CES 2011: 2,500 exhibits, Video & Internet Collide.

Vizio "gets it" relative to community media

The 2011 Consumer Electronics Show opens today, and when the doors open, more than 100,000 people will rush onto the hundreds of thousands of square feet of exhibit space, searching for the latest and greatest new technologies and products. Yet, when you take into account the many variables that each CES delivers, it’s more than likely that only ten percent of those products will offer truly innovative evolution.

In our business, we work with a wide range of products, all involving media, and all related to interaction with a sales team, and distribution network, an employee base, or a broad public audience. In year’s past, it was questionable that the many products shown at CES would impact our clients and our production/communications process. This year, there is critical and essential links between what nearly all of our clients do, and what these new products will deliver.

So, what are we looking for? What will you be looking for in the coming months?

The short answer is connecting the home and office to the Internet. This year’s show will highlight the television as a window into multimedia, not just cable or satellite television. Already, companies like Apple and Microsoft have created links between their computing and smartphone devices and TVs. Now, television companies will be linking the Internet with their large LCD, LED, and Plasma screens. The “app” will move into the TV, bypassing the computer. And the relationship between apps, computing devices, and televisions will blur into a jumble of names, brands, positioning, and pricing.

And that’s where the mess could begin. Only a few companies truly understand the relationship between all of these technologies and users. And only users can truly determine what works and what is look alike nonsense.

But beneath all of these devices, there are some substantial trends we should all be aware of. The ability to manage music and video via a phone or iPad style device is here. Linking the data between those devices allows a completely new way to watch media or to share photos, presentations, play games, or communicate with others. In the home, this means a more diverse and controllable environment. In business, this opens new doors to the marketing of products and a total rethink relative to how you reach your prospects.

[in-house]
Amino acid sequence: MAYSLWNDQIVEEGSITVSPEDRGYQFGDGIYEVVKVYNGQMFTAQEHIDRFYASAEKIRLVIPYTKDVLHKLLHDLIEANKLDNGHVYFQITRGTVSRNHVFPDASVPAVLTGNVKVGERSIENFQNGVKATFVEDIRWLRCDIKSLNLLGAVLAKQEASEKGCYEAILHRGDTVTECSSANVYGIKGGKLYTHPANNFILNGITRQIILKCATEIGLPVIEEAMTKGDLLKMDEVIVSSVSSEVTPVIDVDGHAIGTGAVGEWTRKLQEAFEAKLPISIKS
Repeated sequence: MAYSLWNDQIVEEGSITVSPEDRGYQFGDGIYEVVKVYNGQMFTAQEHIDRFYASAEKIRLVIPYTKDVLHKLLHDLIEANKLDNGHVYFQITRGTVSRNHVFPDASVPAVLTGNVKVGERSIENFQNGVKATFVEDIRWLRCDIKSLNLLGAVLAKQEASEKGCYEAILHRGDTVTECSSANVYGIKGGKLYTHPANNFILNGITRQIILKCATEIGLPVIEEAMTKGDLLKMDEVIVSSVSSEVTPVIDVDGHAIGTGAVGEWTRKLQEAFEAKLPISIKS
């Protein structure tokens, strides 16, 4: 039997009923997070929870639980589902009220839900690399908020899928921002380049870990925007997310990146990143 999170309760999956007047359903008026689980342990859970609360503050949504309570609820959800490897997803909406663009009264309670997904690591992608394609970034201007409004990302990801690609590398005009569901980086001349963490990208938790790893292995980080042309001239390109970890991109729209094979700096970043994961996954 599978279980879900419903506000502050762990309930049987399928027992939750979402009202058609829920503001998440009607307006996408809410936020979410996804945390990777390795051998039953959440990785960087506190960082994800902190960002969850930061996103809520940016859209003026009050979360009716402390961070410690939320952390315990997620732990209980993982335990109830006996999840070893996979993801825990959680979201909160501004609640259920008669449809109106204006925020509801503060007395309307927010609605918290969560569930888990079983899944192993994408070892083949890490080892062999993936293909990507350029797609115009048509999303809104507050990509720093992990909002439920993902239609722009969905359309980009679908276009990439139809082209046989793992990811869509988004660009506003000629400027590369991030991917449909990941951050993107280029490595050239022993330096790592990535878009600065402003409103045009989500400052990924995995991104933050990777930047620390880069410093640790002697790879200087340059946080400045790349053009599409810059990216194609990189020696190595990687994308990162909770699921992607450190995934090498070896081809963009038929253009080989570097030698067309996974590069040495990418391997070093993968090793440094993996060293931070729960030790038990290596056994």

Business websites need to be redesigned, so they can support greater interactivity, customer feedback, and the ability for a customer/prospect to take some action, based on what they see. In this new world, a sales agent can show a photo on his smartphone, then beam it to a large television. He can send an email that opens a video in HD, with links at the end to surveys, eStores, and much more. And now, you can extend that capability to your car, SUV, or other vehicle. This year’s CES will see the introduction of “auto apps” that run on smartphones and deliver the Internet to your in-vehicle experience. It’s just another reason to take your eyes off the road.

Will people take advantage of these new technologies? 13 million people have already said “YES” by purchasing the iPad from Apple. The Cupertino technology maker is on the verge of becoming the first American company with a net value in excess of $1 trillion dollars. And all this in the midst of a recession.

Now, CES promises to flood the market with an array of products and technologies that will take the iPad revolution to a new level. Interesting times we’re living in…

During the coming few days, we’ll search for the unique products that tie the web, video, survey, feedback, community, and sales markets together. It’s gonna be fun.

Comments are closed.